Thanks. I think tomorrow I'll go and look at the 2011 Giant TCR Composite.

    TCR Composite (2011) - Bikes | Giant Bicycles | United States

    Local dealer has it for $1450 but that's before I haggle some. Seems to be a decent 18.5 pound training bike with a fantastic warranty. The wheels will probably be heavy pigs but the dealer does good trade-in; he owes me one for the last bike purchase so I'm hoping to come out with a lighter wheelset for less than 1500 bucks. Nothing on the local CL.

    I know this isn't roadbikereview.com but I couldn't find anything locally from the likes of Jamis, Specialized (wow, they want a lot for their composite 105 bikes!), Raleigh or even Performance Bike/Nashbar, etc. that had mainly 105, composite and lifetime warranty.

    Again, thanks to all for the input.
    That TCR looks pretty sweet for the money. This is only my view but I did buy something similar last year and I didn't regret it.

    If you exchange the wheels, go full custom. If your shop can swap the 105 derailleurs and cranks for ultegra, go for it - ultegra is like XT and is the sweet spot in value. Although 105 is still very good, especially the new 105 shifters with internal cabling... keep those.

    Also when your tires are all worn out, get some 320 TPI clinchers for the ride of your life!

  14. #14
    mnoutain bkie rdier
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    +1 on purchase of true road bike.. I agree with climr..

  15. #15
    mnoutain bkie rdier
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    Quote Originally Posted by DarkoMTB View Post
    I've been using my mtb for some road rides and I thought I was going quick until a roadie blew by me the other day from out of nowhere. I want a road bike but need to wait a bit cus I'm saving for my new mtb before I get a road.
    From a fitness standpoint, it really does not matter. IF you are doing road group rides, then you will most likely need the road bike to keep up depending on how fast the group is.

  16. #16
    Grip it and rip it.
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    Yeah road bike all the way.

    Also if you use your mtb a lot on the road you'll wear the drive train a lot quicker too, not good.
    "Pain is inevitable, suffering is optional"

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  17. #17
    It's about showing up.
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    A second bike, if you can afford it, does spread out the wear and tear. A bike purposed for the road does a superior job over a mtb with slicks.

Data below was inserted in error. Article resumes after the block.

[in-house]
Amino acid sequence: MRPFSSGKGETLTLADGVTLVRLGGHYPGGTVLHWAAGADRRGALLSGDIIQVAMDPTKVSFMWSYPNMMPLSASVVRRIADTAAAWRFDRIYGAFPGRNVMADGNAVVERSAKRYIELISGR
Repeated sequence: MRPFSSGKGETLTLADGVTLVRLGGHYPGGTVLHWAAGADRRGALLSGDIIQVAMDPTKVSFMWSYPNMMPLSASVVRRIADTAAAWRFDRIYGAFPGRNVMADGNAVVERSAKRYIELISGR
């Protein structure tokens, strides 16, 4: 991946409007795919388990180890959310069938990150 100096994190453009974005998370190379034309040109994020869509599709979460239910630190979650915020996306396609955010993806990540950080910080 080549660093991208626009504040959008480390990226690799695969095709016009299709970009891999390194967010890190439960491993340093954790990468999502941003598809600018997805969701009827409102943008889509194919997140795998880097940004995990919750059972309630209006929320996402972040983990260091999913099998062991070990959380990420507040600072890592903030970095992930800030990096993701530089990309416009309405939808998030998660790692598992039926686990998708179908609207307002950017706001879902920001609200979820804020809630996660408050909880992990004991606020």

I don't rattle.

  18. #18
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    I went with a CX bike. I throw some road tires on and do group rides, or I throw cross tires on and pound some gravel. Even gravel is better then riding the road solo....ugh.

    I'm fortunate enough that a state park within riding distance has over 50 miles of fire road, you may not be as lucky.
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  19. #19
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    I always hated riding the road before I got a road bike. I actually like riding the road (with a road bike) as much as I like riding dirt now.

    Get a road bike!

  20. #20
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    Ive done lots of both road and mtb. Nothing is as versatile as a geared ht29er, even my cx bike as versatile and fun as that was is no comparo...
    Build a nice set of dirt wheels and get a pair of mavic speed-city's for the road, unless you plan on big rides at a fast pace ( centuries, racing) there's no NEED for another bike just WANTs...
    I dig dirt!

  21. #21
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    Quote Originally Posted by Poncharelli View Post
    Now this bike is real fun on the road.
    Send it this way so I can try it!
    Yes its retro but IT WORKS!

    8 Speed is great and V-Brakes rock!

    Ex-wrench...have a Question just ask!

  22. #22
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    Every time I get a road bike I tire of it within a couple months and end up selling it. Even owning both, almost always choose my MTB for the road. I just feelt too restricted on the road bike, can't explore as much as you're more limited by terrain.

  23. #23
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    Quote Originally Posted by danK View Post
    ... Specialized (wow, they want a lot for their composite 105 bikes!), ...

    It's the Zerts. NASA technology ain't cheap........

  24. #24
    Team Livemedium
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    Road curious are we?

    They are like little carbon rocketships shooting you to the stars.
    Happy hunting.
    Keep trying to do the awesomest thing you've ever done.

  25. #25
    Fat-tired Roadie Moderator